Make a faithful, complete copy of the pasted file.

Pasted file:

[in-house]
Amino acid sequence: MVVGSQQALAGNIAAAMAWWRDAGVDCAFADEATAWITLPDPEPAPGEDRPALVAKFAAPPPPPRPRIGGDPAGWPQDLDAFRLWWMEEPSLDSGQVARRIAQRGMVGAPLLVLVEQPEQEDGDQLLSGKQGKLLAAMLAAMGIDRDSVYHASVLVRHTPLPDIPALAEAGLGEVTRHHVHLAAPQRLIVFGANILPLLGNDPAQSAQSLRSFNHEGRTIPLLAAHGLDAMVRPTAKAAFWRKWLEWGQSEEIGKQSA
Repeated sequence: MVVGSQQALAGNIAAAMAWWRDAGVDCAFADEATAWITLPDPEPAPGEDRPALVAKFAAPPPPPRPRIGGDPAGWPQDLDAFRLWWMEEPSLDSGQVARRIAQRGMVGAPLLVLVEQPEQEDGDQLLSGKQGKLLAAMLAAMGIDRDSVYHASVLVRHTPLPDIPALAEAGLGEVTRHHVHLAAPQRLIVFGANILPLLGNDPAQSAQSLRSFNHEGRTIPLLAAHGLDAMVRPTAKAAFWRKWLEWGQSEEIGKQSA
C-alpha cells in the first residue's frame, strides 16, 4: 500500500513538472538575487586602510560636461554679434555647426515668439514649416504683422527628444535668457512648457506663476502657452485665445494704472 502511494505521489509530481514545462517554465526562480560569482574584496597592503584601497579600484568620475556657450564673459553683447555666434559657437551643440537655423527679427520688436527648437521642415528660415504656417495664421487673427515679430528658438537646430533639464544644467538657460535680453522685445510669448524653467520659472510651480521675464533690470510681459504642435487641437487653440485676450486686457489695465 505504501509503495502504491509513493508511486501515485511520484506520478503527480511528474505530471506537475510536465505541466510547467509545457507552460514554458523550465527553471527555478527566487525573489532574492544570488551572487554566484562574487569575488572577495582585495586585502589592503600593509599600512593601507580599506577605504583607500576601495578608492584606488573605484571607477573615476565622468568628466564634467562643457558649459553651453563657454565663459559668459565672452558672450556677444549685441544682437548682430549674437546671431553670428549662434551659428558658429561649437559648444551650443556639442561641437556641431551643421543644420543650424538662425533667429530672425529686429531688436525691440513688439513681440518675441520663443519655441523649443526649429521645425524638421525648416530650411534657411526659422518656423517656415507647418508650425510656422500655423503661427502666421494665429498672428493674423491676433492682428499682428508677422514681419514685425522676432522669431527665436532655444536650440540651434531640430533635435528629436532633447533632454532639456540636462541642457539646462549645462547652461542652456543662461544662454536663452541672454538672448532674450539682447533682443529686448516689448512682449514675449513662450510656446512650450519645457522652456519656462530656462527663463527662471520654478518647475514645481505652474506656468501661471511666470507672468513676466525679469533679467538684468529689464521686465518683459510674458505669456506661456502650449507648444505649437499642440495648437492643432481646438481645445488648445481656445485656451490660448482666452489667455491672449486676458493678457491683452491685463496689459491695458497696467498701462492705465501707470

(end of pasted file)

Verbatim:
[in-house]
Amino acid sequence: MVVGSQQALAGNIAAAMAWWRDAGVDCAFADEATAWITLPDPEPAPGEDRPALVAKFAAPPPPPRPRIGGDPAGWPQDLDAFRLWWMEEPSLDSGQVARRIAQRGMVGAPLLVLVEQPEQEDGDQLLSGKQGKLLAAMLAAMGIDRDSVYHASVLVRHTPLPDIPALAEAGLGEVTRHHVHLAAPQRLIVFGANILPLLGNDPAQSAQSLRSFNHEGRTIPLLAAHGLDAMVRPTAKAAFWRKWLEWGQSEEIGKQSA
Repeated sequence: MVVGSQQALAGNIAAAMAWWRDAGVDCAFADEATAWITLPDPEPAPGEDRPALVAKFAAPPPPPRPRIGGDPAGWPQDLDAFRLWWMEEPSLDSGQVARRIAQRGMVGAPLLVLVEQPEQEDGDQLLSGKQGKLLAAMLAAMGIDRDSVYHASVLVRHTPLPDIPALAEAGLGEVTRHHVHLAAPQRLIVFGANILPLLGNDPAQSAQSLRSFNHEGRTIPLLAAHGLDAMVRPTAKAAFWRKWLEWGQSEEIGKQSA
C-alpha cells in the first residue's frame, strides 16, 4: 500500500513538472538575487586602510560636461554679434555647426515668439514649416504683422527628444535668457512648457506663476502657452485665445494704472 502511494505521489509530481514545462517554465526562480560569482574584496597592503584601497579600484568620475556657450564673459553683447555666434559657437551643440537655423527679427520688436527648437521642415528660415504656417495664421487673427515679430528658438537646430533639464544644467538657460535680453522685445510669448524653467520659472510651480521675464533690470510681459504642435487641437487653440485676450486686457489695465 505504501509503495502504491509513493508511486501515485511520484506520478503527480511528474505530471506537475510536465505541466510547467509545457507552460514554458523550465527553471527555478527566487525573489532574492544570488551572487554566484562574487569575488572577495582585495586585502589592503600593509599600512593601507580599506577605504583607500576601495578608492584606488573605484571607477573615476565622468568628466564634467562643457558649459553651453563657454565663459559668459565672452558672450556677444549685441544682437548682430549674437546671431553670428549662434551659428558658429561649437559648444551650443556639442561641437556641431551643421543644420543650424538662425533667429530672425529686429531688436525691440513688439513681440518675441520663443519655441523649443526649429521645425524638421525648416530650411534657411526659422518656423517656415507647418508650425510656422500655423503661427502666421494665429498672428493674423491676433492682428499682428508677422514681419514685425522676432522669431527665436532655444536650440540651434531640430533635435528629436532633447533632454532639456540636462541642457539646462549645462547652461542652456543662461544662454536663452541672454538672448532674450539682447533682443529686448516689448512682449514675449513662450510656446512650450519645457522652456519656462530656462527663463527662471520654478518647475514645481505652474506656468501661471511666470507672468513676466525679469533679467538684468529689464521686465518683459510674458505669456506661456502650449507648444505649437499642440495648437492643432481646438481645445488648445481656445485656451490660448482666452489667455491672449486676458493678457491683452491685463496689459491695458497696467498701462492705465501707470